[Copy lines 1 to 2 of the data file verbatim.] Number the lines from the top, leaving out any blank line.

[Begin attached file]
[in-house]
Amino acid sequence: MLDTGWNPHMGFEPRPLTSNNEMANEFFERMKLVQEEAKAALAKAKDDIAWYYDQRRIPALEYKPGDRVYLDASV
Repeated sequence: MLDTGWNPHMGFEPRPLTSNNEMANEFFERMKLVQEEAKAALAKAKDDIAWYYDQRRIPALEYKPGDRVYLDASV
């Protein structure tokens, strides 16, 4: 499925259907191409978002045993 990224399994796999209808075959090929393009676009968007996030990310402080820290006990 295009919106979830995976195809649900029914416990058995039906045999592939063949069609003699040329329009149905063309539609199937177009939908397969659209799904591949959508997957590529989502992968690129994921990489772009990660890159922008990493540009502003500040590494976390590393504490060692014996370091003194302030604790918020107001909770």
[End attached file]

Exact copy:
[in-house]
Amino acid sequence: MLDTGWNPHMGFEPRPLTSNNEMANEFFERMKLVQEEAKAALAKAKDDIAWYYDQRRIPALEYKPGDRVYLDASV